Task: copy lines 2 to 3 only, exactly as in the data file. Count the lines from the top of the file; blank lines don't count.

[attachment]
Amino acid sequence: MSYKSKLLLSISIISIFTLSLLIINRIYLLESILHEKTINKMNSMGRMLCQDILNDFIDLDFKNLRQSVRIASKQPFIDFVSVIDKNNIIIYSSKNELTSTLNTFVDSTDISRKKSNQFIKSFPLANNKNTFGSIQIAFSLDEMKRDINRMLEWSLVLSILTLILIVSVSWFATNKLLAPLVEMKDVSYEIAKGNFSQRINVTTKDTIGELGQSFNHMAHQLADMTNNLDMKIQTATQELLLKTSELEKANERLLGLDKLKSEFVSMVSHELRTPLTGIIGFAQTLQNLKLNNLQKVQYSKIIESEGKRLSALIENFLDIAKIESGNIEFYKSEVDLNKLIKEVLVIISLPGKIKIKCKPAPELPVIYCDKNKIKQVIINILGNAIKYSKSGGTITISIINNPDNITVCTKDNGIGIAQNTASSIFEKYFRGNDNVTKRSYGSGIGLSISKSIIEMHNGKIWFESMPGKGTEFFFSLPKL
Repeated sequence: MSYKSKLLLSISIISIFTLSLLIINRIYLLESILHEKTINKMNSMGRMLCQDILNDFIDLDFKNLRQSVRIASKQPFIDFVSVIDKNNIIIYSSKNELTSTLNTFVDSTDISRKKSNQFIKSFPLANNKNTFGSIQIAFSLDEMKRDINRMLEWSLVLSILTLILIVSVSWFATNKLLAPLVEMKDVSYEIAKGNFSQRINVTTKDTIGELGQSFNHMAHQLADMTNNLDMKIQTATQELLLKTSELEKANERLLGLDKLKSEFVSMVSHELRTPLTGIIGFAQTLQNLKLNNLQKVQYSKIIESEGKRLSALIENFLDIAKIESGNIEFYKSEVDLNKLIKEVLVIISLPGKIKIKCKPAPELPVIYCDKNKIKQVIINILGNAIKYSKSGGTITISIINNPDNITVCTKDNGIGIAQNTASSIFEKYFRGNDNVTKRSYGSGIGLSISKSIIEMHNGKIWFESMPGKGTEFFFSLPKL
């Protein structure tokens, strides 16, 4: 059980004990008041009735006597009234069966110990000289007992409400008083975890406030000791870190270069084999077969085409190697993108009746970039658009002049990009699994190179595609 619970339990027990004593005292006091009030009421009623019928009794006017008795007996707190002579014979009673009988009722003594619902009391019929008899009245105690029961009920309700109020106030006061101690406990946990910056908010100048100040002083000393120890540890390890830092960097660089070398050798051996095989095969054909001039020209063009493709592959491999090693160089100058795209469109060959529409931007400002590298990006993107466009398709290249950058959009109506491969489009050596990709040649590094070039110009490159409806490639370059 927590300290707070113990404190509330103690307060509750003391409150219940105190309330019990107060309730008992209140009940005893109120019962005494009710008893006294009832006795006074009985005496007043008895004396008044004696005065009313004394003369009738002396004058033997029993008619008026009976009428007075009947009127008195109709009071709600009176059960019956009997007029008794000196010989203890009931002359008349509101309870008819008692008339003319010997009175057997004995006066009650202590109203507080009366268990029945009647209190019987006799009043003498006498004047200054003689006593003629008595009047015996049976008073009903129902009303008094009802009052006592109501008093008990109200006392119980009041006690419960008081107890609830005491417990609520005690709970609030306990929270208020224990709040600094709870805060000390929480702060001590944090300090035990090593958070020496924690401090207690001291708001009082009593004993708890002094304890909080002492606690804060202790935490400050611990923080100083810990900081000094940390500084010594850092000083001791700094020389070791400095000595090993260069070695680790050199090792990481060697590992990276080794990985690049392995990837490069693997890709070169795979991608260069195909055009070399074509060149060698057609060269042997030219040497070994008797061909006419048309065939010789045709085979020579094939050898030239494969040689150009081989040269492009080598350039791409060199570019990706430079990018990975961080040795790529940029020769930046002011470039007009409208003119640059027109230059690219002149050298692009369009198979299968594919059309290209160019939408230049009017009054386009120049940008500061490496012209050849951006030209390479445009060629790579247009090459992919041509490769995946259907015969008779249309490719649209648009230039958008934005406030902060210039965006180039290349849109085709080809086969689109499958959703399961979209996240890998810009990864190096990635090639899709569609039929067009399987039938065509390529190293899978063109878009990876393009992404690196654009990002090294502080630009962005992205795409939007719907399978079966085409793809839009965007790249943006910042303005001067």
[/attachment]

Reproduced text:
Repeated sequence: MSYKSKLLLSISIISIFTLSLLIINRIYLLESILHEKTINKMNSMGRMLCQDILNDFIDLDFKNLRQSVRIASKQPFIDFVSVIDKNNIIIYSSKNELTSTLNTFVDSTDISRKKSNQFIKSFPLANNKNTFGSIQIAFSLDEMKRDINRMLEWSLVLSILTLILIVSVSWFATNKLLAPLVEMKDVSYEIAKGNFSQRINVTTKDTIGELGQSFNHMAHQLADMTNNLDMKIQTATQELLLKTSELEKANERLLGLDKLKSEFVSMVSHELRTPLTGIIGFAQTLQNLKLNNLQKVQYSKIIESEGKRLSALIENFLDIAKIESGNIEFYKSEVDLNKLIKEVLVIISLPGKIKIKCKPAPELPVIYCDKNKIKQVIINILGNAIKYSKSGGTITISIINNPDNITVCTKDNGIGIAQNTASSIFEKYFRGNDNVTKRSYGSGIGLSISKSIIEMHNGKIWFESMPGKGTEFFFSLPKL
């Protein structure tokens, strides 16, 4: 059980004990008041009735006597009234069966110990000289007992409400008083975890406030000791870190270069084999077969085409190697993108009746970039658009002049990009699994190179595609 619970339990027990004593005292006091009030009421009623019928009794006017008795007996707190002579014979009673009988009722003594619902009391019929008899009245105690029961009920309700109020106030006061101690406990946990910056908010100048100040002083000393120890540890390890830092960097660089070398050798051996095989095969054909001039020209063009493709592959491999090693160089100058795209469109060959529409931007400002590298990006993107466009398709290249950058959009109506491969489009050596990709040649590094070039110009490159409806490639370059 927590300290707070113990404190509330103690307060509750003391409150219940105190309330019990107060309730008992209140009940005893109120019962005494009710008893006294009832006795006074009985005496007043008895004396008044004696005065009313004394003369009738002396004058033997029993008619008026009976009428007075009947009127008195109709009071709600009176059960019956009997007029008794000196010989203890009931002359008349509101309870008819008692008339003319010997009175057997004995006066009650202590109203507080009366268990029945009647209190019987006799009043003498006498004047200054003689006593003629008595009047015996049976008073009903129902009303008094009802009052006592109501008093008990109200006392119980009041006690419960008081107890609830005491417990609520005690709970609030306990929270208020224990709040600094709870805060000390929480702060001590944090300090035990090593958070020496924690401090207690001291708001009082009593004993708890002094304890909080002492606690804060202790935490400050611990923080100083810990900081000094940390500084010594850092000083001791700094020389070791400095000595090993260069070695680790050199090792990481060697590992990276080794990985690049392995990837490069693997890709070169795979991608260069195909055009070399074509060149060698057609060269042997030219040497070994008797061909006419048309065939010789045709085979020579094939050898030239494969040689150009081989040269492009080598350039791409060199570019990706430079990018990975961080040795790529940029020769930046002011470039007009409208003119640059027109230059690219002149050298692009369009198979299968594919059309290209160019939408230049009017009054386009120049940008500061490496012209050849951006030209390479445009060629790579247009090459992919041509490769995946259907015969008779249309490719649209648009230039958008934005406030902060210039965006180039290349849109085709080809086969689109499958959703399961979209996240890998810009990864190096990635090639899709569609039929067009399987039938065509390529190293899978063109878009990876393009992404690196654009990002090294502080630009962005992205795409939007719907399978079966085409793809839009965007790249943006910042303005001067």